Chet Marshall
Chet R. Marshall
Rotarians hear speaker, author Chet Marshall

November 9, 2004

"Everything we do and say begins with a thought," says author and motivational speaker Chet R. Marshall.

Putnam Rotarians today heard from Marshall that the average person has anywhere from 12,000 to 50,000 thoughts in the course of a day. The guide to effective action lies in an "intrinsic validation" of those ideas and filtering out the background "noise."

"I ask people to list ten positive things that came to mind during the day," says Marshall. "Most people get two -- or sometimes three. One fellow said he had ten, but he only listed eight. He didn't want people to think he was arrogant."

Marshall says that successful leaders view their work as a passion rather than an obligation. "Many go to work on Monday mornings because they have to (obligation). The leader choses to go, gets to go, wants to go (passion)."

Marshall involved Rotarians in a practical demonstration of the six "advisors of dimensional thinking," ways in which people can critique their respective thought processes. External dimensions include (1) empathy intuition, (2) practical judgement, (3) systems thinking. Internally, he said, our thoughts are guided by (4) self-esteem, (5) role awareness, and (6) self-direction.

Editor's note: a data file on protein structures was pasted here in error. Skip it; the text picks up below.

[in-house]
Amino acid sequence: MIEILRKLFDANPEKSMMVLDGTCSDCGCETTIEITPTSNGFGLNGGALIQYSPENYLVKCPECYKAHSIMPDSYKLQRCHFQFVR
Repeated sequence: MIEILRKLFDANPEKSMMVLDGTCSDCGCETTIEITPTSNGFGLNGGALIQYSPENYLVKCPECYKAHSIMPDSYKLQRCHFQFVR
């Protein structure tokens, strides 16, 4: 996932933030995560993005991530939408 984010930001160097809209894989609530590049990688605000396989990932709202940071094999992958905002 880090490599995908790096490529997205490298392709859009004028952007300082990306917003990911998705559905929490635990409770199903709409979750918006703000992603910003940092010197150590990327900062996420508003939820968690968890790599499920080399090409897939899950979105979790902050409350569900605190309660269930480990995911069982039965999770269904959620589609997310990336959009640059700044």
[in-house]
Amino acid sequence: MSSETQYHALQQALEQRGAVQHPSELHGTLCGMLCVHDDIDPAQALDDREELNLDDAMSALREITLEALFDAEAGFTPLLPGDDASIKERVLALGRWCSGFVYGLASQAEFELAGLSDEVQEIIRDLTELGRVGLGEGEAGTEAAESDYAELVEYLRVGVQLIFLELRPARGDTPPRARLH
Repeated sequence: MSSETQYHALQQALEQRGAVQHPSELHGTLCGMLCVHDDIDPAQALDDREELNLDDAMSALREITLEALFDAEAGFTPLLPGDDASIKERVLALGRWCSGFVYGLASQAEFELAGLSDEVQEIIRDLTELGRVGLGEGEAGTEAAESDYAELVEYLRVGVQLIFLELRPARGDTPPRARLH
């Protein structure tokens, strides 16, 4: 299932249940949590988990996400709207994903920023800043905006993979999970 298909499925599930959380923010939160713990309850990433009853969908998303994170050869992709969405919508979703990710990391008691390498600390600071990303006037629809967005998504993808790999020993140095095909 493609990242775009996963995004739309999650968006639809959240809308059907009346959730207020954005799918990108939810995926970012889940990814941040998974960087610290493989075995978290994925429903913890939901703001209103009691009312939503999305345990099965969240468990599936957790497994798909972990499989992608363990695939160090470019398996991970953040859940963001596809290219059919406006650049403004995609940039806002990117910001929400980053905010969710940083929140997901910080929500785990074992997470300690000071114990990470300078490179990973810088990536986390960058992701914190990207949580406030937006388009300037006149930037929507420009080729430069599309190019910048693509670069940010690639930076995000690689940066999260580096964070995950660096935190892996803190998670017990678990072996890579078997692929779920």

Some of the group had already climbed aboard Marshall's "Elevation Express" for a self-awareness inventory -- taken on-line over the internet -- followed by a private session for analysis of the results.

"If you're too old to learn," observed Marshall, "then you're too old."

Putnam Rotarians will have no choice but persist in the "Marsall Plan" for leadership growth, because the author and speaker will be keeping a close watch.

You see, Chet Marshall makes his home in Putnam County. When resting from a presentation tour that covers fifty states, Canada and Europe, he attends Putnam Rotary regularly where he is active in the club's many community service projects and social activities.

To the next level . . .
Chet R. Marshall (right) gives a practical demonstration of leadership self-analysis methods in "Taking leaders to the next level . . . "

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